Why are real weapons still used in movie shoots?

The tragedy of the filming of Rust, which claimed the life of Halyna Hutchins, has put the use of real weapons in the United States at the center of the debate.

Last week the tragedy occurred in the filming of Rust, the western starring and produced by Alec Bardwin.

The actor was wielding a prop gun, which should have been loaded with blank ammunition, when he fired in the direction of the cinematographer, Halyna Hutchins and the director Joel Souza.

The shot killed Hutchins and wounded Souza, causing tremendous consternation around the world and launching a question that has been haunting the film industry for days: Are real weapons needed on film sets?


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During the weekend a petition reached change.org for the industry to establish a ban on real guns on film sets, a request that at the time of writing these lines has more than 61,000 signatories.

The debate has also started for the different states to establish a forceful legislation against the use of weapons on the sets, starting with California.

But we cannot forget that, unfortunately, it is not the first similar accident to happen on a film set, and there are many who remember the similar case that he suffered. Brandom Lee in the filming of The Raven.

On the set of the 1990s film, Lee, son of the legendary Bruce Lee, was hit by a bullet from a prop gun that must have also been loaded with blank ammunition, but contained lethal ammunition.

Perhaps now, due to the impact of social networks, this new tragedy has caused criticism and petitions to ignite the debate.

We at Hobby Consolas are going to analyze the two points of view, both for those who defend the use of real weapons in filming, and those who demand its ban.

HOW UNNECESSARY REAL WEAPONS ARE IN THE CGI ERA

A question that many of you have asked at the time when the tragedy of the filming of Rust it was what a real weapon was doing on a set, and in the hands of an actor.

Most highlight the fact that in an era where computer generated imagery (CGI) is capable of bringing dragons to life, as in Game of Thrones O Shang-Chi and the legend of the Ten Rings, doing the shooting effects should be as simple as possible.

That same appreciation is being shared by filmmakers and directors on the web. Erik Kripke, creator of The Boys, pledged never to use live or blank ammunition on set.

Kripke’s tragedy “touches closely”, since one of the protagonists of Rust, Jensen Ackles, is part of the cast of the third season of The Boys.

Another filmmaker who points out how unnecessary guns are on set is Craig Zobel, showrunner of Mare of Easttown, the thriller of HBO starring Kate Winslet.

Zobel points out that all of the shots seen in Mare of Easttown are completely digital, underscoring the unnecessary risk of having real guns on a film set.

Although it is true that most cases do not have fatal consequences, such as the tragedy of Rust and the death of Halyna Hutchins, gun-related accidents are unfortunately common.

Cases of weapons fired by mistake, material breakage or minor injuries after a weapon was accidentally fired are not uncommon.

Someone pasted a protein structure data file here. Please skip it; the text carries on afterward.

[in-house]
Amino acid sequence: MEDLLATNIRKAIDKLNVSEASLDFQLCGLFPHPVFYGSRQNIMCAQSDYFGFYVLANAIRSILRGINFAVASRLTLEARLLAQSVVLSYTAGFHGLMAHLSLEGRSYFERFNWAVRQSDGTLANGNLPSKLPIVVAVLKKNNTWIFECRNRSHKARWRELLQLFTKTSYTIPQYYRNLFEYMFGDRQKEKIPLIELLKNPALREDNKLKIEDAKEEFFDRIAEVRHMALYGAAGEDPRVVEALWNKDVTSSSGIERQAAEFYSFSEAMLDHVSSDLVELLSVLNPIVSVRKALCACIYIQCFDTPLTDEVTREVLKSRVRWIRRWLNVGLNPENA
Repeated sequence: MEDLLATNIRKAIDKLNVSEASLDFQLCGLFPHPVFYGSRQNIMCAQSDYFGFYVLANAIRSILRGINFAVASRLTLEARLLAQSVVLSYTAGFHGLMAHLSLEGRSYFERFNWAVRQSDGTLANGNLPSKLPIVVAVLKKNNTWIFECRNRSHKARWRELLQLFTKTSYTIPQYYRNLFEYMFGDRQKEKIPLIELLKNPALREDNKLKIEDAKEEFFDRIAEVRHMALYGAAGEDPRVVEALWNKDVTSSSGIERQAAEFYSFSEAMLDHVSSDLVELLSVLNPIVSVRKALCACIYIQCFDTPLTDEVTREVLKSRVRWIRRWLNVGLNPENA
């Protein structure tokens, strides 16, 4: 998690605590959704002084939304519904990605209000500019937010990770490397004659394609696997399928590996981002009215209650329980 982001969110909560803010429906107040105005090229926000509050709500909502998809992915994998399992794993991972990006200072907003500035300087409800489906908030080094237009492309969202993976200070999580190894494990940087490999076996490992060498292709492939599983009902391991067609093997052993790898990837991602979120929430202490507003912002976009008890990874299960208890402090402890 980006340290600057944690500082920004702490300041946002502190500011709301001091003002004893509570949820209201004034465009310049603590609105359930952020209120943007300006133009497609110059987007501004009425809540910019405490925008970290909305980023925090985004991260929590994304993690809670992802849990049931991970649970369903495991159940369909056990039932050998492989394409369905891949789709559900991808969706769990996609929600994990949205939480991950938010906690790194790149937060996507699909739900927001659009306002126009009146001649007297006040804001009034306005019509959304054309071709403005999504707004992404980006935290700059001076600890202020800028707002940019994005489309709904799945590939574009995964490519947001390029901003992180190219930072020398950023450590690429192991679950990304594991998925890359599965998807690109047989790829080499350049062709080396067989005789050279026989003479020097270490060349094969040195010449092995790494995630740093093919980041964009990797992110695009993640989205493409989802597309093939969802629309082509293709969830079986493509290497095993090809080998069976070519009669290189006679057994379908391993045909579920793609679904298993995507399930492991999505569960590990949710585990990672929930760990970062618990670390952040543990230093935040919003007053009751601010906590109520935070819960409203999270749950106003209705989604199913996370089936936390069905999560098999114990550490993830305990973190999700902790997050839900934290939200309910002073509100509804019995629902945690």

On the other hand, it is important to note that a shoot, with the rush, nerves and stress that accumulates, is not the most advisable place to have weapons with live ammunition.

TRADITION, ECONOMY AND REALISM AGAINST THE DIGITAL

We go to the other side of the table to study the opposite point of view on the use of real weapons in film and television shoots.

First of all, and because we have previously forgotten to quote it, we have to point out that whenever there are real weapons on a film set there is a specialist gunsmith in production.

This person is in charge of guarding and loading the weapons, and his person bears the greatest responsibility for the improper or accidental use of the weapons.


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Through NBC News we know the declarations of Anna Halberg, producer of science fiction projects and some large-scale films.

Halberg defends the use of real weapons on film sets arguing, mainly, the budgetary and time savings that they imply compared to the CGI.

The production company explains that not all productions have Marvel’s massive budgets to allocate to CGI, and that many films and series go against the clock, especially those destined for television.

The post also recalls the words of Dave Brown, filmmaker and weapons instructor who in 2019 said that the realism of a real gun loaded with blank ammunition is not achieved otherwise.

Brown’s words refer, among other things, to the reaction actors have when they pull the trigger and feel the shot, from the recoil to the detonation itself.


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Preferences for verisimilitude in a film or television production is very important for filmmakers, and it is a factor that they tend to defend at all costs.

In most countries, this debate would have lasted a day, settling with the ban on weapons at the legislative level, but most of you know that one of the most controversial issues in the North American country is precisely gun control.

It is very likely that the industry will see substantial changes in the medium term in this matter, especially due to the impact that this type of situation has on insurers, but also because the value of a human life should always take precedence over how good a shot looks on the screen.

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Why are real weapons still used in movie shoots?